These also lead to the “What Ifs” that cause us to still re-open our pain for as long as we hold that anger. What If we won the coin toss or if we made a squib kick or didn’t give up the entire middle of the field and play prevent defense in the final thirteen seconds in what must have been the worst possible defensive strategy available against a team with Patrick Mahomes, Travis Kielce, Tyreek Hill, and three timeouts!? This anger is justified and it keeps us connected and caring, even though it hurts.
Last, we can nurture hope and choose to see the signs that made us believe in this team in the first place. Josh Allen showed throughout the season that he is one of the best quarterbacks to ever play this game and that he can deliver when the pressure is high. The talent of the teammates surrounding him was good enough to get him there. This side of us can cling to the hope that we will be back and that we will believe again.
As I move through this process, I want to choose to honor all three of these reactions and the inevitable fluctuation of them that will come with believing in this team that has brought people together in an age of division and pessimism. I will do my best to feel this disappointment and remember that it only hurts this much because this team proved to me that they were worth believing in and, for that, I am proud of them (even if right now I’m angry at many of them).
Our little EWN community is a microcosm of an entire region that has outposts all around the world. There are Bills fans in Iceland, Argentina, Kenya, India and beyond! Social media has exploded with compassionate and often humorous memes that bring us together to laugh out loud even as we hurt. They all have this thing in common that my daughter, Sofia, pointed out. She said, “I think Bills fans are strong but feel deeply. And that’s why my initial reaction was like ‘I wanna hug Josh Allen’ because I want to be sure he knows how much the whole city loves him and doesn’t blame him. He played his heart out.”
Then she sent me an Instagram post from Erin, of VintageRemix716, that says it all:
I grappled with this blog post for so many reasons, one being that I was grieving myself. I spoke with my daughter, and fellow Bills fan, Sofia. She suggested I put more of myself into the post and I can see where she was coming from. I hesitated because as a very newly-minted Bill’s fan, I didn’t want to mis-step with the life-long fans. That was why I asked for help from the wonderful therapists at Explore What’s Next.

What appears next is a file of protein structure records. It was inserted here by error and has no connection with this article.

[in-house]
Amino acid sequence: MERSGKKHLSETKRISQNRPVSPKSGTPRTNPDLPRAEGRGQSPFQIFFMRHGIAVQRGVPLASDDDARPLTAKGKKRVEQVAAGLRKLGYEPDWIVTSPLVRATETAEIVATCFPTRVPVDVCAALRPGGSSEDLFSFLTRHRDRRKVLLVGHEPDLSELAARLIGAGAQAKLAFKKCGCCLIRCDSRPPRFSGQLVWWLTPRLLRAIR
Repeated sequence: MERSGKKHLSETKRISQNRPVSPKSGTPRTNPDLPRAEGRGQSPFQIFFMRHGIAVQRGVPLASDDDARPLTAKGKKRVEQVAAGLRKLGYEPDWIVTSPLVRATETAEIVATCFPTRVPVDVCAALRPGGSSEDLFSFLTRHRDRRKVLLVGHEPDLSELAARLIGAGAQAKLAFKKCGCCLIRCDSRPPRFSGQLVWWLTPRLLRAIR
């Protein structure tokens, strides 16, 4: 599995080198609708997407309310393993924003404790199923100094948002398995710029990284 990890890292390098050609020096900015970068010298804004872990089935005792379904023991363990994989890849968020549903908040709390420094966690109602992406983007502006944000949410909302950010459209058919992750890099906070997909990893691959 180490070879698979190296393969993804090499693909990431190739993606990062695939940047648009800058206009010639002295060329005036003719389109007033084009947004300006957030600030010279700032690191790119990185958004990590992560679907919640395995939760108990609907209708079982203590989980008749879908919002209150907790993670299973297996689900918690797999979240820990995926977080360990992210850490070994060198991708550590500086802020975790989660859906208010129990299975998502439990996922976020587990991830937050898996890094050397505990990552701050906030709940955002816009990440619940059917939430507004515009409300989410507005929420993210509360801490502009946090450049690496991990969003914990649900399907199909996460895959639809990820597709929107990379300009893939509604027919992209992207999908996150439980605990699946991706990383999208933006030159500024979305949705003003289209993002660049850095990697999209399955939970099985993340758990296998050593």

My own feelings are just as raw and complicated as everyone’s. The moment the Chiefs scored in overtime it would not have surprised me if all the lights in WNY went out and the TV screen went black, like at the end of The Sopranos.
Woulda, coulda, shoulda. Not being a native Western New Yorker, I used to scratch my head at the ricochet of emotions surrounding the Bills. I understand now. It hurts so much to think that now the Chiefs will play inferior teams and most likely go to the Super Bowl… again.
We all have to face our own version of the Chiefs every day. Mostly they are within my head, mostly of my own making, but strong opponents just the same. Sometimes I win, sometimes I don’t, but I always rise to don the uniform and hit the arena again, and again and again, day after day. Because there’s glory in meeting the challenge, win or lose; there’s honor in showing up during the hard times.
Because I don’t give up my fight, I pray that our beloved Buffalo Bills don’t either. Is this why we identify with them so much? We are in this together, support each other. We heal and get back in the arena together.
Now I realize that in taking my time on this article I provided myself and my associates a space to deal with the loss and vulnerability we are feeling. Sometimes it’s hard for those of us who are there to help others to say that we, too, are struggling. I hope that in being so candid we might help one of you.